It is in the center of the work of STOA in the European Parliament to speed up all the four areas of concern that I stressed, to define priorities, procedures and evaluation standards. We need to prepare the ground for standards that are based on our European values and could be adopt-ed globally.

To conclude, the COVID19 emergency has changed the priorities of the EU budget in the era of “new normality”, and the digital transformation is higher on the agenda, including a new para-digm of R&D in the fields of biotechnology and health management. Other priorities like the so called, “Green Deal” should be integral in a new paradigm of sustainable economy, rather than a distinct endeavor. Similarly, exponential technologies like AI, blockchain, big data, cyber-security, hyper-performance computing or edge computing, should be aggressively promoted not in isolation but in convergence with each other.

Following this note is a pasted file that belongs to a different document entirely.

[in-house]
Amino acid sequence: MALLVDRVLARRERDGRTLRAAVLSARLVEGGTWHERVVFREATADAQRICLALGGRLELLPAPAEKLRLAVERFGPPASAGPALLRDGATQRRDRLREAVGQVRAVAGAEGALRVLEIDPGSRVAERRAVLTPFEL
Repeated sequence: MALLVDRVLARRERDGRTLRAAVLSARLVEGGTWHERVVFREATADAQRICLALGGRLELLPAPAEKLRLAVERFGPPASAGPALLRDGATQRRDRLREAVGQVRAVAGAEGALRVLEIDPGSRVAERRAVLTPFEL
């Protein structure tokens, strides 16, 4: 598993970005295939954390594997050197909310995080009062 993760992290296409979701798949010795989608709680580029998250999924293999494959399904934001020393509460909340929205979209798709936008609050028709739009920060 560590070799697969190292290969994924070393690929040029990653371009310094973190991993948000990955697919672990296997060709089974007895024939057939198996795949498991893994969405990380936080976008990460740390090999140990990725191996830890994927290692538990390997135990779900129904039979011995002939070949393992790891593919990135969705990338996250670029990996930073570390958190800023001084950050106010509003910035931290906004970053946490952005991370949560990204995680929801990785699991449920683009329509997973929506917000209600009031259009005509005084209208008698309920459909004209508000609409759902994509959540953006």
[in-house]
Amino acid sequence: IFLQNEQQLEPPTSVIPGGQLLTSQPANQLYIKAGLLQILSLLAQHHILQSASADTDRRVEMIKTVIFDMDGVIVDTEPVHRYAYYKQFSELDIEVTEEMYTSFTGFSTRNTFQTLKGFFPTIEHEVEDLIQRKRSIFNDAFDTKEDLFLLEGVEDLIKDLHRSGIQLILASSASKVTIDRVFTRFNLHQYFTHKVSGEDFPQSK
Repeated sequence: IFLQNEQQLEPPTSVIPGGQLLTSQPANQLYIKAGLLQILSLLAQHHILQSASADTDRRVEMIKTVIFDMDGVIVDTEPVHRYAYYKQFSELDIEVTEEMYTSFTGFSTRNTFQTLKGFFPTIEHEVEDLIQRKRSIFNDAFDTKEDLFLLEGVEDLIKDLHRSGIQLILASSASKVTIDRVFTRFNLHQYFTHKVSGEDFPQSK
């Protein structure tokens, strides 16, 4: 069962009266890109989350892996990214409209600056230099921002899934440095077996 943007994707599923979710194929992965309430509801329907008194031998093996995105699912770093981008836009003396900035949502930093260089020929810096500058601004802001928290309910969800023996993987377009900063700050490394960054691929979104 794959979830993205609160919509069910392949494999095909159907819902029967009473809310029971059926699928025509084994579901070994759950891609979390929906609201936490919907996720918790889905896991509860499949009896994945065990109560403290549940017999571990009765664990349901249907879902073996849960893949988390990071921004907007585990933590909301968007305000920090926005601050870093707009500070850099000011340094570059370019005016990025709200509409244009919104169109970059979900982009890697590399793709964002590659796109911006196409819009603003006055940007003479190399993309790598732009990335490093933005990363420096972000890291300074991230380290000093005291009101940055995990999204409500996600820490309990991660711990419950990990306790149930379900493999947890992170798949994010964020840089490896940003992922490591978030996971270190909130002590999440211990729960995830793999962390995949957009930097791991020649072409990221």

I am convinced that Technology is a significant part of any solution related to the health and quality of life of the Europeans, the agility and resilience of their jobs, the prospect of their welfare and wealth in the post-crisis period, the coherence of our society and our role in the global economy in the post-crisis years. We only need to act together and be smart on it.      

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Member of the European Parliament from Greece (S&D), Chair of the Panel for the Future of Science and Technology (STOA), Member of the Committee on Industry, Research and Energy, Substitute Member of the Special Committee on Artificial Intelligence in a Digital Age.